Mary Poppins first flew down from a hazy London skyline to care for Jane and Michael Banks in a children’s book published in...
Mary Poppins first flew down from a hazy London skyline to care for Jane and Michael Banks in a children’s book published in 1934. Julie Andrews immortalised the character on screen in the celebrated 1964 film; now Emily Blunt is set to do the same in the 2018 sequel, Mary Poppins Returns.
In the original children’s books, penned by London-based Queensland expatriate P.L. Travers, Mrs. Banks was not a suffragette. But Disney’s 1964 film, set in 1910, reimagined this character (played by Glynis Johns) as a campaigner for women’s enfranchisement, complete with the campy, toe-tapping song Sister Suffragette.Catherine H. Palczewski Postcard Archive/The Suffrage Postcard Project
Mrs. Banks was recently described by one critic as a “feminist heroine”. However, the portrait the Disney film painted of the suffragette was far more complicated – a product of both the pro-suffrage and anti-suffrage propaganda of the 1910s.
The character of Mrs. Banks wears a “Votes for Women” sash, attends public suffrage demonstrations, and enthusiastically advocates the cause to her domestic workers.
But when her character is read through the lens of anti-suffrage propaganda, it seems the Disney vision was far more influenced by this worldview.
Anti-suffrage films and postcards revelled in depicting the suffragette as a flighty mother. Disinterested in her household, she was more dedicated to the suffrage cause than to her children.Catherine H. Palczewski Postcard Archive/The Suffrage Postcard Project
As Lori Kenschaft has observed, film reviewers in 1964 also perceived Mrs. Banks as a “nutty suffrage mother,” whose depiction fed into the idea that suffragettes — and, by extension, other feminists — were mentally unbalanced.
Anti-suffrage propaganda also warned that households would be turned upside-down by women’s involvement in the suffrage campaign.
The Banks household is indeed in a state of total upheaval – both literal and metaphorical – as evinced by the twice-daily explosions their neighbour Admiral Boom wreaks on Cherry Tree Lane.
The character of Mrs. Banks supports Emmeline Pankhurst and the Women’s Social and Political Union. Under Pankhurst’s leadership, the union advocated militancy to acquire the vote. This led to the imprisonment of many British suffragettes. Some famously carried out hunger strikes, which resulted in brutal, state-sanctioned force-feeding.Ville de Paris/Bibliothèque Marguerite Durand
Anti-suffrage postcards routinely found humour in such violence. Mrs. Banks herself offers a rather blithe account of these experiences in the 1964 film. Gleefully, she shrieks, “Mrs. Whitman-Allen chained herself to the wheel of the prime minister’s carriage!”
Today, the representation of suffrage in popular culture can still be controversial. The 2018 open world video game Red Dead Redemption 2, set in an alternate history of the American frontier in 1899, offers players the chance to assault and kill a suffragist who wears a “Votes for Women” sash.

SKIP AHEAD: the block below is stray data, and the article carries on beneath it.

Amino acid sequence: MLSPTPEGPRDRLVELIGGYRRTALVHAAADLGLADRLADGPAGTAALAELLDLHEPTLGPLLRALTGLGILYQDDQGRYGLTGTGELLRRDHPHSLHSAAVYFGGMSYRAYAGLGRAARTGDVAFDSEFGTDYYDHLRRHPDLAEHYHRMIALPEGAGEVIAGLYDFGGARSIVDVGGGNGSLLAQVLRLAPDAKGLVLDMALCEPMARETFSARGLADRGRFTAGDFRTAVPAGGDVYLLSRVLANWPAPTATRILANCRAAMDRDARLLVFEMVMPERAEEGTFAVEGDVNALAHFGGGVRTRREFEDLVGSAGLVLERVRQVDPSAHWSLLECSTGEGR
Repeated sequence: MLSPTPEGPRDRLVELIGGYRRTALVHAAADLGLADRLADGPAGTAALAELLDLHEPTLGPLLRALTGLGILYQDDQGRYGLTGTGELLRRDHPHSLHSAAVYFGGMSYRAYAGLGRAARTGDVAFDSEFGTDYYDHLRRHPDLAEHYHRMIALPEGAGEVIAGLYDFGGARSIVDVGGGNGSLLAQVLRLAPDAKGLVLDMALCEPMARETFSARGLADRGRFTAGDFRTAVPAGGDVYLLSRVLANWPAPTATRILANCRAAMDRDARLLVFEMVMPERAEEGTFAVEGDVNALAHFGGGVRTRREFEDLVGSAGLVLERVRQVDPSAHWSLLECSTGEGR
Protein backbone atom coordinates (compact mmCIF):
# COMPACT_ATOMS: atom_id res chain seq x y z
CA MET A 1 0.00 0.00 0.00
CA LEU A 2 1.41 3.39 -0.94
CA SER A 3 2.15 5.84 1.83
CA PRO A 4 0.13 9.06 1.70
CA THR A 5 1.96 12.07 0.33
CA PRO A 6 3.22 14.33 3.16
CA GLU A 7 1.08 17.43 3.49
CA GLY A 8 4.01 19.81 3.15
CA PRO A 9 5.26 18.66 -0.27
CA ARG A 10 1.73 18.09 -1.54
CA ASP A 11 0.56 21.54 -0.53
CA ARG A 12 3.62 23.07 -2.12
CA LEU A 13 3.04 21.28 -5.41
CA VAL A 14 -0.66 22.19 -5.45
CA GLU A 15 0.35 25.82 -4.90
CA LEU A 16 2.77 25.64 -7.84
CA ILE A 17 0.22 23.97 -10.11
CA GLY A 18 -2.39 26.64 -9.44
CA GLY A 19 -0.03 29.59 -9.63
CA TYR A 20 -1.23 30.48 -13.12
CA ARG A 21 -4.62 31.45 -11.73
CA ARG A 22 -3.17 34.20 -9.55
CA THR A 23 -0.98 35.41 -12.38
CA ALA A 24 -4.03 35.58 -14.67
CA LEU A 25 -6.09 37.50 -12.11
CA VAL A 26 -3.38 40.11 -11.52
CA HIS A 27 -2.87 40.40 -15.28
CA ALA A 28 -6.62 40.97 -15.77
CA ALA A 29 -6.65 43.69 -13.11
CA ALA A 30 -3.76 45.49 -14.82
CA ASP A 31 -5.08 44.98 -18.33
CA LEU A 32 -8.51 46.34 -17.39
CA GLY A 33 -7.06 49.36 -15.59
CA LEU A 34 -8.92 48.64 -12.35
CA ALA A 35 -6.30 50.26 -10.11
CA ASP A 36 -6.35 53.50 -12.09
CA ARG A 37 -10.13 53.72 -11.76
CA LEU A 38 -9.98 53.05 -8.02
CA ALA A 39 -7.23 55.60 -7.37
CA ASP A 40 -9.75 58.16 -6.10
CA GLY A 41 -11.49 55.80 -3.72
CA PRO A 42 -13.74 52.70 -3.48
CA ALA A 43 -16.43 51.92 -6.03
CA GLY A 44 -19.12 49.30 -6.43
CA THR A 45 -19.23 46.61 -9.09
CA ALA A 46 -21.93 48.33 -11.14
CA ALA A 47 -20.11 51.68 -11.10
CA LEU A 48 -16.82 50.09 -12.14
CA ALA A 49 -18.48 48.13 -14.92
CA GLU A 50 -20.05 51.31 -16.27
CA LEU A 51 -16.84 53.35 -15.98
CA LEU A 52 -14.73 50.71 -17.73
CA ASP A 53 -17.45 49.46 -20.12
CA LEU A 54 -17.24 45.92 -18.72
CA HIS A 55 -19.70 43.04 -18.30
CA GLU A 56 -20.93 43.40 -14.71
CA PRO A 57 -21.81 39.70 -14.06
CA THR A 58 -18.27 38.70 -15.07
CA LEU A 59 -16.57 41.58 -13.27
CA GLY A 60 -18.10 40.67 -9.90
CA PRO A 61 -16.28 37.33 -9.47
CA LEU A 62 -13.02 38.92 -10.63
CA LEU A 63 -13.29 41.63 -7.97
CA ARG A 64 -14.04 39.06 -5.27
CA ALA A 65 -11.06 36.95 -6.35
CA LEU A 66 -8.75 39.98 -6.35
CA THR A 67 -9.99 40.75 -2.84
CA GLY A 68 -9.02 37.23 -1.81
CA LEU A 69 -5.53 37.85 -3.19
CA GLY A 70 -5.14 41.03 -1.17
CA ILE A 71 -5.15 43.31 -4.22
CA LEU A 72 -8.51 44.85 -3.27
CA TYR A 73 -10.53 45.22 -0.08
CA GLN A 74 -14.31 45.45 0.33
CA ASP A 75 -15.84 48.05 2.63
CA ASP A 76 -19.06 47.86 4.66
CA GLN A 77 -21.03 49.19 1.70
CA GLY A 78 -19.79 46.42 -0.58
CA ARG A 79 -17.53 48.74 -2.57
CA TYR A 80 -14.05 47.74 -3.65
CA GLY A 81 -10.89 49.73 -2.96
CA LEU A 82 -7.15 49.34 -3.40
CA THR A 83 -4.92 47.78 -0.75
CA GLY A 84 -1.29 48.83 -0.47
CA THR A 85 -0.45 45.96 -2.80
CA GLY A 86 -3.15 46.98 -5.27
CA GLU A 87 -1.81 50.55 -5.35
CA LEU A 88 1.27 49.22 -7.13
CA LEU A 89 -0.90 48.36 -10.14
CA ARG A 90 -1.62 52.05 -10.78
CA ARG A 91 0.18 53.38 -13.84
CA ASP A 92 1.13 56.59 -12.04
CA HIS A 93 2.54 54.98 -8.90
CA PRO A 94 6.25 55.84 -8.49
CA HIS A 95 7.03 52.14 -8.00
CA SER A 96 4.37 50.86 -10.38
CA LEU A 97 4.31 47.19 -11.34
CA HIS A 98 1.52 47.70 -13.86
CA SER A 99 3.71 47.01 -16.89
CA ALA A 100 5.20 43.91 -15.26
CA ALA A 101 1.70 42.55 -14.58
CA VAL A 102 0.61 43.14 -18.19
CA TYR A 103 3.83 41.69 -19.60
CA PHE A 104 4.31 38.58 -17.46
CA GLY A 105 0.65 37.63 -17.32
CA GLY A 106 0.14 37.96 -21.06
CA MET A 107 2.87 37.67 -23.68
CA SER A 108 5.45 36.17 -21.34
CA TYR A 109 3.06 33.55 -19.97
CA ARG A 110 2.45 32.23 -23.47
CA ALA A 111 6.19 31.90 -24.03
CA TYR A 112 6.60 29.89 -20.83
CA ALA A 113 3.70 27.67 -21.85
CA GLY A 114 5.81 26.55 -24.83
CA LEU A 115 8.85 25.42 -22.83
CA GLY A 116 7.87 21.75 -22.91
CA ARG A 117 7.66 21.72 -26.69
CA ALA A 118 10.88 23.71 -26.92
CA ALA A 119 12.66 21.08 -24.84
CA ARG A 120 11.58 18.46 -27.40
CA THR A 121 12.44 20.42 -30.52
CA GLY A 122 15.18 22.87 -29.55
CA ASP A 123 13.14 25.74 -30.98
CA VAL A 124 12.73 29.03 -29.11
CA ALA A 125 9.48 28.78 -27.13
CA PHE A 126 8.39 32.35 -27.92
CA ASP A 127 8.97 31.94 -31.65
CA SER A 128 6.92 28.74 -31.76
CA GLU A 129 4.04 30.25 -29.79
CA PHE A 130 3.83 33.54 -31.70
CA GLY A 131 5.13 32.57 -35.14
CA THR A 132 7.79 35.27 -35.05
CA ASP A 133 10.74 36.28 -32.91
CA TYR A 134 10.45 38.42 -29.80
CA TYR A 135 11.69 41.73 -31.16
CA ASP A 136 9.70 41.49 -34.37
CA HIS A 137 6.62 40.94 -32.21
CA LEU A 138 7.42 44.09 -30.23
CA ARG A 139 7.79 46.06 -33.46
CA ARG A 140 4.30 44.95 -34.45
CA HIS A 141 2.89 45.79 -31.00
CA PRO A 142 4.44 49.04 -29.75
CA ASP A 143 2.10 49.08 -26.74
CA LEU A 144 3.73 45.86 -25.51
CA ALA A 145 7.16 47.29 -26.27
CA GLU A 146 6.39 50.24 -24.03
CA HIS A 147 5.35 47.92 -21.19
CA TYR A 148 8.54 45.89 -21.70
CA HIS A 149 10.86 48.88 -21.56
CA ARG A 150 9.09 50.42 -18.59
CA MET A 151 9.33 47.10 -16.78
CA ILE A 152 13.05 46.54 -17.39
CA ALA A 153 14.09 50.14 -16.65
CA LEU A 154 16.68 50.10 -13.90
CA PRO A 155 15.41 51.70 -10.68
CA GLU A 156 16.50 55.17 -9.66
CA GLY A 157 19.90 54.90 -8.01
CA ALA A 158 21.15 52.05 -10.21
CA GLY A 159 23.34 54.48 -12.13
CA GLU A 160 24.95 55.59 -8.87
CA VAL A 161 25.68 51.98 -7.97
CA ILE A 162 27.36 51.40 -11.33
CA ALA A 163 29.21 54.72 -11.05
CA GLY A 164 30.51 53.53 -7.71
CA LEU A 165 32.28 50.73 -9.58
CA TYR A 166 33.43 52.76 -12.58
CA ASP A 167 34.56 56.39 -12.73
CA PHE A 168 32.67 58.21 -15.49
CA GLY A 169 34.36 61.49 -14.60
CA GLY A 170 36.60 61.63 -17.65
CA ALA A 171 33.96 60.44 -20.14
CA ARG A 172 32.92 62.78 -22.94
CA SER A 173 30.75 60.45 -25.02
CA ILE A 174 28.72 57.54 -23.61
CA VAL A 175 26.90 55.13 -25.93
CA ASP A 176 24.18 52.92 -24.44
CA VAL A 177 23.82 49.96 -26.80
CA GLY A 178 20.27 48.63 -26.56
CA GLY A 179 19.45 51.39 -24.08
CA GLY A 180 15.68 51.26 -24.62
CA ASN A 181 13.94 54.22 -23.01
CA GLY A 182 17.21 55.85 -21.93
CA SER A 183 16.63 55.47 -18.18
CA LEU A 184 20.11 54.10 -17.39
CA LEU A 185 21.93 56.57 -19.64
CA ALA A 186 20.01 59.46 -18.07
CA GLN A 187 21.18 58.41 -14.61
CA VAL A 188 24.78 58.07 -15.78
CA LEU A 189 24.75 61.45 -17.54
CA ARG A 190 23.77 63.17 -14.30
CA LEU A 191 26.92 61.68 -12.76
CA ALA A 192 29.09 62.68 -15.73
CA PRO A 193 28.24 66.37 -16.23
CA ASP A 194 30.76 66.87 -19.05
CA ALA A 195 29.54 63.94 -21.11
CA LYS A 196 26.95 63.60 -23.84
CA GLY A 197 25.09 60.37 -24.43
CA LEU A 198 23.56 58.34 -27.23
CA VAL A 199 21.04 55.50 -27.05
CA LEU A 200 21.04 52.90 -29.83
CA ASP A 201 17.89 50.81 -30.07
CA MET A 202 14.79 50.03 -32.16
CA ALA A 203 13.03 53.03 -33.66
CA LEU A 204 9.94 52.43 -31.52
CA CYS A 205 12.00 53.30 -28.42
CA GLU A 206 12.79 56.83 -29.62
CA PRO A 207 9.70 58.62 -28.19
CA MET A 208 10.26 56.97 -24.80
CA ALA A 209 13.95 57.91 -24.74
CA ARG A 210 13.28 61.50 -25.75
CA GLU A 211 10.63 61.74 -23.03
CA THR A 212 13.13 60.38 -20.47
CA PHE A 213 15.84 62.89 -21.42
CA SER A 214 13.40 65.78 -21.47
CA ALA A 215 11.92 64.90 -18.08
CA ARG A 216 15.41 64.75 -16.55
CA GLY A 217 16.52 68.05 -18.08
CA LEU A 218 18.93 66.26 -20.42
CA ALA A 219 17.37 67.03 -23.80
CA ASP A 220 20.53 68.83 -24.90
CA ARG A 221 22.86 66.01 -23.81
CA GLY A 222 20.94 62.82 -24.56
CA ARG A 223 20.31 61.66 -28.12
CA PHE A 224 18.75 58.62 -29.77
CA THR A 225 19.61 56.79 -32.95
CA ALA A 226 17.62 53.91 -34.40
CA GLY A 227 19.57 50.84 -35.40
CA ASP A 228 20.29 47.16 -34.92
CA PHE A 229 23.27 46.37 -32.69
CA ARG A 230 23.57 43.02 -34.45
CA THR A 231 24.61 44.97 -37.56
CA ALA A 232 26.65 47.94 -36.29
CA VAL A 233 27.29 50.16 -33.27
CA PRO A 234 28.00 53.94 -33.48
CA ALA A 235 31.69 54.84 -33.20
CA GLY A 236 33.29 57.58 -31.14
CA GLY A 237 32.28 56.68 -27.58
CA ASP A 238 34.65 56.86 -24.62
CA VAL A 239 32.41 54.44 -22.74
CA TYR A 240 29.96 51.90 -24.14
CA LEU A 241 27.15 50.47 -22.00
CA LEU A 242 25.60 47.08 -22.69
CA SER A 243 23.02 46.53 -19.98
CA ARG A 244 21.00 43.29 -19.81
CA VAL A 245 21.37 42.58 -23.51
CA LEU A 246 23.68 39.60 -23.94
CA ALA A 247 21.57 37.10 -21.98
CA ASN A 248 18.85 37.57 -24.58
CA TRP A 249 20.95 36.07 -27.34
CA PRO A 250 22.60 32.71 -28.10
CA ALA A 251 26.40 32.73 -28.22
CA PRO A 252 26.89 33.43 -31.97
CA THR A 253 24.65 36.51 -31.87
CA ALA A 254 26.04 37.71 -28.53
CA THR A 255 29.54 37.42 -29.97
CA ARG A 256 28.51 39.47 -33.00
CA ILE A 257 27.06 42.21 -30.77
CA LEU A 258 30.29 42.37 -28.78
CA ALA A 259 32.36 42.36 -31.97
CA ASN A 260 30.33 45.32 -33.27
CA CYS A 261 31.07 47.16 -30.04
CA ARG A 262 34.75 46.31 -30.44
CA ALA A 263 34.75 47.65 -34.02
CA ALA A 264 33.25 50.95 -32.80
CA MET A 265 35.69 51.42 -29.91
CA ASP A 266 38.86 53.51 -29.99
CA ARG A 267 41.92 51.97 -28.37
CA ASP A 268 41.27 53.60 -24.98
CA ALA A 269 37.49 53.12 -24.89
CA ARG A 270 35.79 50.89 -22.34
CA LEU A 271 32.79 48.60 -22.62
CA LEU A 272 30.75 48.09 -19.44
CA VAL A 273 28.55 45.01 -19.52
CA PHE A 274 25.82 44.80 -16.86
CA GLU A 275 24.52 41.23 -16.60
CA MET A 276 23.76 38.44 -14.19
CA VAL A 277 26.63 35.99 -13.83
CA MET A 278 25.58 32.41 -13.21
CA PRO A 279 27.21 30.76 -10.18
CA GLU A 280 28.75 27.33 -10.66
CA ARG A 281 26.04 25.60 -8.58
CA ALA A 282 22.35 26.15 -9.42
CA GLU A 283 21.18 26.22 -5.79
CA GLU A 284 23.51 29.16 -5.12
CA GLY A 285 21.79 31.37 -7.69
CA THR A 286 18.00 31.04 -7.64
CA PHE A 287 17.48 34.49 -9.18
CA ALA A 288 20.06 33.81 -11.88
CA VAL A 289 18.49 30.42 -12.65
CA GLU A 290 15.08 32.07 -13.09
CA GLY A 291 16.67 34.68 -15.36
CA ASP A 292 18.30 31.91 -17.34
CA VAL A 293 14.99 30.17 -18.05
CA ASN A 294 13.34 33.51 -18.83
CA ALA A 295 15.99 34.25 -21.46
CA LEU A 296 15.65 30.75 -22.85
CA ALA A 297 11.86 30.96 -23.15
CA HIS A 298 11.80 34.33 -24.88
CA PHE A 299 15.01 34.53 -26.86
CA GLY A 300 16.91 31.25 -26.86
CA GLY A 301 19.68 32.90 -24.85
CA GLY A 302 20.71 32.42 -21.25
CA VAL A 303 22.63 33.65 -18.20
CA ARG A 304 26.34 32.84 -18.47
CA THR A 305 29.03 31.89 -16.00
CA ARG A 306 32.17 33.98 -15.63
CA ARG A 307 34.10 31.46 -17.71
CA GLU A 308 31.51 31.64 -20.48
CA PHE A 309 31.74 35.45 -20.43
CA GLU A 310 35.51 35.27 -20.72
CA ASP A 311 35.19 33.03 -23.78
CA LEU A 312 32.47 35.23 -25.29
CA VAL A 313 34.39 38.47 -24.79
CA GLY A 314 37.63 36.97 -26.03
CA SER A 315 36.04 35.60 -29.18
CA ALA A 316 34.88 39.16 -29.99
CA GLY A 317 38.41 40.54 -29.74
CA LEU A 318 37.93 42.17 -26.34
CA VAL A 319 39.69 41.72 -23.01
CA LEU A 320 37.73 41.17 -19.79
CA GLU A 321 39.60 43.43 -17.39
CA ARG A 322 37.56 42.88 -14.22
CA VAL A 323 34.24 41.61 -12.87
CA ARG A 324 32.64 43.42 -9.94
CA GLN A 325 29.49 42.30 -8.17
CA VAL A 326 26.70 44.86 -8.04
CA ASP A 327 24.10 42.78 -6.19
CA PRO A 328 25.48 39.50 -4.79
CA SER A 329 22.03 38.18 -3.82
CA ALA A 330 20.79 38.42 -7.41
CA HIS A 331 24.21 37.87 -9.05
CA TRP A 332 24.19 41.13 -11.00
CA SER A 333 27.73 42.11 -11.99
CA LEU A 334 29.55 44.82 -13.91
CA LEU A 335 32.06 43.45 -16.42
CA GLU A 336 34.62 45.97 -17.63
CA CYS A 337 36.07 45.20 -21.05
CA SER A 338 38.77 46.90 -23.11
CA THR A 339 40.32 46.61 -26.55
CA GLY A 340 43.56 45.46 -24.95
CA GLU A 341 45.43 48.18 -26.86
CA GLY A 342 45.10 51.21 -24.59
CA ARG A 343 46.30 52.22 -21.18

This character, a statuesque figure with grey hair and square jaw, resembles Rev. Dr. Anna Howard Shaw, who became president of the National American Woman Suffrage Association in 1904. Earnestly spruiking historically faithful suffrage propaganda, she says:
Once women get the vote … there’ll be no more wars, no hunger, no stupidity. We’ll elect a woman president! Within the first ten years, of course. You see, men are such judgemental prigs, you need women to help straighten you out!
Videos have since emerged on YouTube featuring players violently beating this suffragist unconscious after she says, “Let me vote.”
The 1964 characterisation of Mrs. Banks is far kinder than this. But it presents enough ambiguity to beg the question: Is Mrs. Banks really the crusader so many have envisioned her to be?
At the end of the film, Mrs. Banks gives her “Votes for Women” sash to her children to use as their kite’s tail. As the Banks family stands together harmoniously, the kite disappears into the air. Is Mrs. Banks shouting the cause from the rooftops, or abandoning it altogether?
Suffrage may not hold much consequence in Mary Poppins Returns. The 2004 Cameron Mackintosh musical theatre adaptation of the 1964 film excised the suffrage subplot entirely.
And yet, this long-awaited sequel will be set in 1935, just years after the full enfranchisement of British women through the Representation of the People (Equal Franchise) Act of 1928. Mrs. Banks herself famously sang of this next generation:
Our daughters’ daughters will adore us; And they’ll sing in grateful chorus: “Well done, sister suffragette!”
The film’s trailer features Jane and Michael Banks rediscovering their tattered old kite in the attic. Briefly visible to the discerning eye, its tail still features their mother’s “Votes for Women” sash.
While Michael leaves the kite streetside for garbage collection, his young son and the chimney-sweep Bert soon recover it. When they take the kite for a whirl, it lures Mary Poppins back down from the sky. Might Mary Poppins Returns also follow Jane Banks in her exploits as a recently enfranchised woman?
Authors: Ana Stevenson, Postdoctoral Research Fellow, International Studies Group, University of the Free State